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Published 12:00 am PDT Tuesday, June 19, 2007
Story appeared in METRO section, Page B1
Thong Lor, left, of Stockton, joins a crowd of about 1,000 Hmong protesters Monday at the federal courthouse in Sacramento, yelling "Free Vang Pao." Another 1,500 protesters gathered at the Capitol in the second day of demonstrations to show support as Vang, the Hmong leader in the United States, and nine others entered pleas of not guilty on charges of planning a coup in Laos. Kevin German / Sacramento Bee
Gen. Vang Pao, hired by the CIA to lead a secret jungle army against the Lao and Vietnamese Communists from 1961 to 1975, raised two new armies in his defense Monday.
Unlike his musket-lugging Hmong guerrilla fighters, Monday's warriors were armed with American flags, protest signs and their lungs.
"Free Vang Pao! Freedom Now!" they chanted as they marched around the Sacramento federal courthouse, where Vang, 77, and nine other defendants pleaded not guilty Monday to plotting the violent overthrow of communist Laos.
About 1,000 Hmong Americans demonstrated for six hours at the courthouse.
An additional 1,500 peacefully occupied the west steps of the state Capitol, where they drew approving honks from passing motorists but failed to draw out Gov. Arnold Schwarzenegger.
"We want Arnold to come out and say something!" declared master of ceremonies Vanmong Xiong, a Sacramento life insurance salesman. "Arnold has the power to talk to President Bush, and Bush should dismiss it (the case)!"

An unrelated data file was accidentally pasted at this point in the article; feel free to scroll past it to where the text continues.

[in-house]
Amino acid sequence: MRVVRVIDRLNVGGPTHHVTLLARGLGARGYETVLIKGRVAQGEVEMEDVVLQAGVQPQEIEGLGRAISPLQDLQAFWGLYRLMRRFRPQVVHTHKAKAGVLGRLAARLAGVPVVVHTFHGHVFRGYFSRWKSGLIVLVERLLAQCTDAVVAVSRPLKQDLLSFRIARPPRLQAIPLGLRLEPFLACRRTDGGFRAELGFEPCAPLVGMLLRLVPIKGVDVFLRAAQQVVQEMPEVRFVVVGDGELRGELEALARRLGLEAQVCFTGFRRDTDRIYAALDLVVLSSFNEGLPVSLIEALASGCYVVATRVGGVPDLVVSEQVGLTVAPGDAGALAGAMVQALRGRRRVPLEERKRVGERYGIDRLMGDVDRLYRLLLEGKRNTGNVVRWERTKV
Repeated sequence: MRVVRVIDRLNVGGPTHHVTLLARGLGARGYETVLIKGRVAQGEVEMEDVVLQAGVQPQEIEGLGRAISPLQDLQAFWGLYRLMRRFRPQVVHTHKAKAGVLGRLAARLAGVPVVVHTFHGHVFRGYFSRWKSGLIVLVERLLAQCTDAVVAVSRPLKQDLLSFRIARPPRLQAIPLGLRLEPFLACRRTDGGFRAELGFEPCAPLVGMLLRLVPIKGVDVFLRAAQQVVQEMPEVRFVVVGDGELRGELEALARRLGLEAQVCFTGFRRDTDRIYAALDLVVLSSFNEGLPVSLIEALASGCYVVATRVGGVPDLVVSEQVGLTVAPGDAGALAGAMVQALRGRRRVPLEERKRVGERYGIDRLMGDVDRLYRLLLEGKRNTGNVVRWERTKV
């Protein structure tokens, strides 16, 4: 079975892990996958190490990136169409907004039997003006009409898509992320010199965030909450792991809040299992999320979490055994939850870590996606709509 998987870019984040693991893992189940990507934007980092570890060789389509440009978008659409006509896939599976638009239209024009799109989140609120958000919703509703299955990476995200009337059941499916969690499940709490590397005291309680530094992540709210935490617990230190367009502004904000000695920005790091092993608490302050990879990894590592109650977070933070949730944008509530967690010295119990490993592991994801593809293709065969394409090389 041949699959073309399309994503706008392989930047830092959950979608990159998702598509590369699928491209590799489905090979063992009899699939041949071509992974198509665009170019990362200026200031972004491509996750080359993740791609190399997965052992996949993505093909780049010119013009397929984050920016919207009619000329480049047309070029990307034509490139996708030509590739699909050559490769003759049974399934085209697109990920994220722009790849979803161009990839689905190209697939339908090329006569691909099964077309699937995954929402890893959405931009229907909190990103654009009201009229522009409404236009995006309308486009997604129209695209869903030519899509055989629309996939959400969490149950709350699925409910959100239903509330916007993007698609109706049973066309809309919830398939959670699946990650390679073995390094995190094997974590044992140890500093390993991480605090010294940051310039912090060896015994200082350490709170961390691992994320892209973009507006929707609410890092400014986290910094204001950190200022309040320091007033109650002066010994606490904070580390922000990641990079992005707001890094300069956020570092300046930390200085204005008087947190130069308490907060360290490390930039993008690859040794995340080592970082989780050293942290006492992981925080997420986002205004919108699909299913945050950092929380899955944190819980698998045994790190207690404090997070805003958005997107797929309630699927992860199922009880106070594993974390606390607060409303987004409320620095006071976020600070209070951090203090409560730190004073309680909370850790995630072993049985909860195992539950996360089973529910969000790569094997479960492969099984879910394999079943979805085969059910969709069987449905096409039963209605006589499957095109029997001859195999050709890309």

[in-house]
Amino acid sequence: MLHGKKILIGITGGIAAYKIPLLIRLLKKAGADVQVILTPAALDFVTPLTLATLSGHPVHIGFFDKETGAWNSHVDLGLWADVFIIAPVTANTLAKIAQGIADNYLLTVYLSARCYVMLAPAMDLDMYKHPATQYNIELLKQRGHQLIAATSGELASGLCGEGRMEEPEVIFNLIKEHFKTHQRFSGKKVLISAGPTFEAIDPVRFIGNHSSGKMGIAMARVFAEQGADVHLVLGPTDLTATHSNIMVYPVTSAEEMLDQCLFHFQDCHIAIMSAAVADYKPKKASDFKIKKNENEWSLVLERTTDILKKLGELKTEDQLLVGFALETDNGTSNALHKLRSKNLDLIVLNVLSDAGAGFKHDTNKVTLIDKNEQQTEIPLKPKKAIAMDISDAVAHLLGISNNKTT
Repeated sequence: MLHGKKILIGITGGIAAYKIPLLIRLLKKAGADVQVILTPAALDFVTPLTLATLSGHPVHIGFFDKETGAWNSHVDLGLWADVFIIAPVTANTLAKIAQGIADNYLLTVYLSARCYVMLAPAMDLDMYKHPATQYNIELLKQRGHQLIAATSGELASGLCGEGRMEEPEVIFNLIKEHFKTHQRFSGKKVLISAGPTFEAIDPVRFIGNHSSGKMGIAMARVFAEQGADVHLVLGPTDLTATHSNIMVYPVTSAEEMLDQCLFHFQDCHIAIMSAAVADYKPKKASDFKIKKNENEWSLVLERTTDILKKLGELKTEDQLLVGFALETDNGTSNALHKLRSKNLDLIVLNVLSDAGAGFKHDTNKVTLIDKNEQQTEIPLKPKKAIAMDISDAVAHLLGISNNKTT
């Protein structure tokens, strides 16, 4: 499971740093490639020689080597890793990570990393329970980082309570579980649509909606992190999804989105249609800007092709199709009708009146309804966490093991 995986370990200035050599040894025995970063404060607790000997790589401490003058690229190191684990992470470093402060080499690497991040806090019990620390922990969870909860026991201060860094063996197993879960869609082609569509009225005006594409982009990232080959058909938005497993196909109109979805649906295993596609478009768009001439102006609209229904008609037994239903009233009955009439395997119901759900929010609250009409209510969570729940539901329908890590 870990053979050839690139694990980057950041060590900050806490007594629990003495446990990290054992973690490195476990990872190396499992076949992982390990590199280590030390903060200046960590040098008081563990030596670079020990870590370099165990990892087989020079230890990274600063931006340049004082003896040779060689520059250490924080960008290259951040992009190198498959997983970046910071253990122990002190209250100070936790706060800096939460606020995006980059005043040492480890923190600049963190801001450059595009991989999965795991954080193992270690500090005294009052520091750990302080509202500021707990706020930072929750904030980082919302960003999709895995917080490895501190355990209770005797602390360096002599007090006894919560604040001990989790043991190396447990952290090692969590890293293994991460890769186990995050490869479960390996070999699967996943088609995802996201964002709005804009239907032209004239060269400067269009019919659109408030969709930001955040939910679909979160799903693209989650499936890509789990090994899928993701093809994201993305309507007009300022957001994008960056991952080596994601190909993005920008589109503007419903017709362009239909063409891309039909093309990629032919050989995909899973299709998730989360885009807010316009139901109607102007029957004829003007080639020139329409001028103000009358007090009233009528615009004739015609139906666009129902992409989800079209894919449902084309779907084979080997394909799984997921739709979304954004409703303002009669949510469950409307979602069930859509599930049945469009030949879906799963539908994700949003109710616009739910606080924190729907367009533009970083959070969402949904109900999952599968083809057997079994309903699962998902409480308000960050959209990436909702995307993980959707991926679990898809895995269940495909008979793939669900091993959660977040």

Xiong, 40, spoke passionately on behalf of 8,500 Hmong refugees living without legal status in Thailand and several thousand others -- the remnants of Vang's secret army and their wives, children and grandchildren -- trapped in the Laos jungles.
Laos has denied abusing the Hmong who come out to lay down their arms or look for food. But a March 23 Amnesty International report declares: "The Lao Army continues to mount violent attacks on them ... (I)n April 2006, 17 children were among the 26 people who had been killed while foraging for food. Survivors said around 15-20 soldiers from the Lao People's Army had ambushed them with rocket-propelled grenades."
Xiong, who has an uncle still in the jungle, said the U.S. government has unwittingly contributed to the slaughter by sending $30 million in foreign aid to Laos.
"Who paid for this?" he thundered. "The taxpayers of the U.S.! We pay Laos to murder our men, women and children in the jungle!"
When Hmong come out of the jungles, or are repatriated back to Laos from Thailand -- where they had fled from the communists -- "There's no accountability," Xiong said. "They're not allowing any journalists or international monitoring -- what kind of country is that?"
The Lao ambassador to the United States, Phiane Philakone, told The Bee in a telephone interview from Washington that there are no human rights violations against the Hmong. He invited reporters to see for themselves.
In front of the Sacramento federal courthouse, Hmong of all ages rallied behind "The General," as Vang is known. Moua Kong Lee, 16, a Rio Linda High School student, held a banner that read, "Gen. Vang Pao, Father of Our People, Leader Then, Leader Now, Hero Forever."
Said Lee, "I hope people will see the atrocities going on in our homeland."